Mexicans called them Apaches—Enemy. They called themselves The People—Tinde'.
As long as anyone could remember, first the Spaniards, then the Mexicans had been at war with the Apaches. Neither side had any desire to change things. It was kill or be killed, steal or be stolen from, burn or be burned out, whenever they met. Wrongs on both sides ran too deep. It was a fight to extinction.
In 1853, the Mexican Government placed a bounty on Apache scalps. They paid twenty-five dollars for a child’s scalp, fifty for an Apache woman’s, and one hundred for an adult male’s. But who could tell from a scalp lock of long black hair the sex or age of the Indian scalped, or whether the scalp might even be that of a Mexican peon. Apaches knew that to the bounty hunter, anyone—young or old, male or female—was fair game.
Then a new breed called Americans came into the West. They came in all sizes and colors, some good, some bad. At first they merely passed through the Arizona Territory in 1849 on their way to the California gold fields. They didn’t scare as easily as the Mexicans. Many could hunt and live off the land like an Apache. They trapped and traded, prospected and homestead, and looked like they planned to stay.
In the beginning, the Americans were too few in number to be considered a threat, and the Apache tried to get along with them. At one point, the Apaches had even hoped the Pindo-Lik-O-Yes or White Eyes would help them in their fight with the Mexicans.
Instead, the United States made peace with Mexico, and the two countries changed their boundaries. The Bartlett Commission of 1851 went through the New Mexico and Arizona Territory to draw the new line across the sands. Though they looked for it, the Apaches could never find this line. What was once Mexico’s had now become the property of the United States; but those to whom the land truly belonged were never given a thought. No one asked their permission to hunt on their lands, kill their game, to plunder the earth’s bounty for ore or to ruin their way of life. They just did it.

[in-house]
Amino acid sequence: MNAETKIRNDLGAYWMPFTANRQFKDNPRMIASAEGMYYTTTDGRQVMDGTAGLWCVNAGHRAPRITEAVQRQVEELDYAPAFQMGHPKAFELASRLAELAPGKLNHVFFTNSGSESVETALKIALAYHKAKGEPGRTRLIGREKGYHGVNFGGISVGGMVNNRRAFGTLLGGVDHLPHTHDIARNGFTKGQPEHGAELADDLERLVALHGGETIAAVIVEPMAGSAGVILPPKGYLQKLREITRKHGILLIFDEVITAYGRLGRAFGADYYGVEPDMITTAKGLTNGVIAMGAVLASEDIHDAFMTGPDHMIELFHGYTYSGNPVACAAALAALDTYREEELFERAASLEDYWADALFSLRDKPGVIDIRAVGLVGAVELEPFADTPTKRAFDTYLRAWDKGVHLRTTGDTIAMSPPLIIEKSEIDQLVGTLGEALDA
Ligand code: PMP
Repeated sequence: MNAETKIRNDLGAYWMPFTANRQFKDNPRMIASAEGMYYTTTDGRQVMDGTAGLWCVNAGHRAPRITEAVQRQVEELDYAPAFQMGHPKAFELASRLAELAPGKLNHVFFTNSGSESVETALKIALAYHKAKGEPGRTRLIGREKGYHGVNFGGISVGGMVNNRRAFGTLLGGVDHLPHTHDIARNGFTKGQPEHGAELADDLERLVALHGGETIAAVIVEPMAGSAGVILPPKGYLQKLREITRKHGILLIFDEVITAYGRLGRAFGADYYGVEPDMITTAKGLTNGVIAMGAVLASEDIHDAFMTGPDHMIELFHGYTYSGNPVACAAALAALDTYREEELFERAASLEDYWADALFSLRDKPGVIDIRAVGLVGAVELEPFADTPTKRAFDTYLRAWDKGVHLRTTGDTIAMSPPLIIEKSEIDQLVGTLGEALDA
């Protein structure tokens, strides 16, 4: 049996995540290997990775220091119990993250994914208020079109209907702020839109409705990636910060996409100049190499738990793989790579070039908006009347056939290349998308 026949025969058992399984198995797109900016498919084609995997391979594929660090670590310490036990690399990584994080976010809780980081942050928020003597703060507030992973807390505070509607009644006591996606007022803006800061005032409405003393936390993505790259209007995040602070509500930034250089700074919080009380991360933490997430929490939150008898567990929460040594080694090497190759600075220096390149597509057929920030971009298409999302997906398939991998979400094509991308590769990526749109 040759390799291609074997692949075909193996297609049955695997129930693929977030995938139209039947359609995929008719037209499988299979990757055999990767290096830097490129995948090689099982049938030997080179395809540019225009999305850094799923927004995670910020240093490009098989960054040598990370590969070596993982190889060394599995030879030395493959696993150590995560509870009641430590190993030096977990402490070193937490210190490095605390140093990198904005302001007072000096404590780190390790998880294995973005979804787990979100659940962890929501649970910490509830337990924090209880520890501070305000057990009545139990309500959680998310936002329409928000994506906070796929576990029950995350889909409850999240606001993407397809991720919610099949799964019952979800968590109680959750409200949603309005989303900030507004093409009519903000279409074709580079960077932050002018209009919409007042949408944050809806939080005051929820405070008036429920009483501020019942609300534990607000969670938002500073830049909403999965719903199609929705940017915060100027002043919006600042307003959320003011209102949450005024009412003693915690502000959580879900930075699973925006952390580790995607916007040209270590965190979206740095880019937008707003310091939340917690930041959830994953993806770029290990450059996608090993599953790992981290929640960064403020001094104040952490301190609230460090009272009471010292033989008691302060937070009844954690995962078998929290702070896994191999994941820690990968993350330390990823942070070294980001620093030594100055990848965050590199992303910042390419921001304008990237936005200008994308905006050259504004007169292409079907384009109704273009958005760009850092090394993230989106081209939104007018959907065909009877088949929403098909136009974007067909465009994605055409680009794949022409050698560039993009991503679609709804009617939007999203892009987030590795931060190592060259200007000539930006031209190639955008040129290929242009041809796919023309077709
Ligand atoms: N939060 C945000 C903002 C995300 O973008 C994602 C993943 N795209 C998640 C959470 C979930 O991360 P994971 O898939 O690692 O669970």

Aided by the very nature of their terrain, the Apaches resisted the whites’ advance longer than did any other Indian nation. The years between 1861 and 1874 became known as the Cochise War. Other names became dreaded household words as well: Mangus Coloradas, Victorio, and Geronimo.
With only a few hundred warriors, the Apaches still held off five Civil War generals, five thousand trained troops and scouts, and cost the United States millions of dollars in men and material.
In 1860, because of complaints about Navajo raids on mining camps and ranches in New Mexico, Col. Kit Carson was called in to U.S. Army Headquarters by General James Henry Carleton. It was Carleton’s shortsighted wish to put all the Navajos on a reservation and teach them the benefits of becoming more like the white man. He wanted them to learn to grow crops, become Christianized and civilized to fit into the white man’s society. Kit Carson, having made friends with the Navajos, feared it would not be an easy task. Nor was it. He finally resorted to a “scorched earth” policy where he burned out villages, farm plots, peach orchards, killed livestock or took them for his army, and literally drove 7,000 Navajos south to a barren piece of land called the Bosque Redondo. At least 200 died during the 18-day, 300-mile (500-km) trek on the Pecos River. Eventually the Navajos would call this march “The Long Walk.”
After I finished my Apache and Navajo series, I decided to research another tribe that I was not as familiar with. Over the years I have visited several Native American Reservations and learned more about their culture and heritage. One of the tribes not written about as much or made into movies was the Shoshone Indians in parts of Wyoming, Montana, and Utah.
There were two main chiefs among the Shoshone, Chief Washakie of the Eastern Band, and Chief Pocatello of the Western Band. They differed greatly on how to treat the invading white man coming into their territory. Chief Washakie wanted to try to keep peace with the wagon trains heading through his land to Oregon and even made a pact to protect them along the trail. Saying, “it was easier to make friends than to make war.” Chief Pocatello, on the other hand, wanted to annihilate every white man, woman, and child who come into his territory.
Chief Washakie was born in 1804 in Montana. He became good friends with the mountain man, trapper, and trader, Jim Bridger, who settled in the territory and had a fort built to accommodate the annual rendezvous and to supply those immigrants traveling west. The chief learned English and would come to understand the turning of the tide and what was coming to his land and people. The Shoshone way of life was in for a major change and Washakie foresaw it. The great Shoshone leader, once a fearless and battle-hardened warrior, pressed for a peaceful existence with neighboring Indian nations, and helped guide his people into the formation of the Shoshone Reservation. He dealt with the white man on an equal footing of respect and friendship, and eventually ceded lands for the Shoshone near Thermopolis that contained healing waters.
No one was ever more revered by his people. He died at the age of 102 on the Wind river Reservation on February 22, 1900.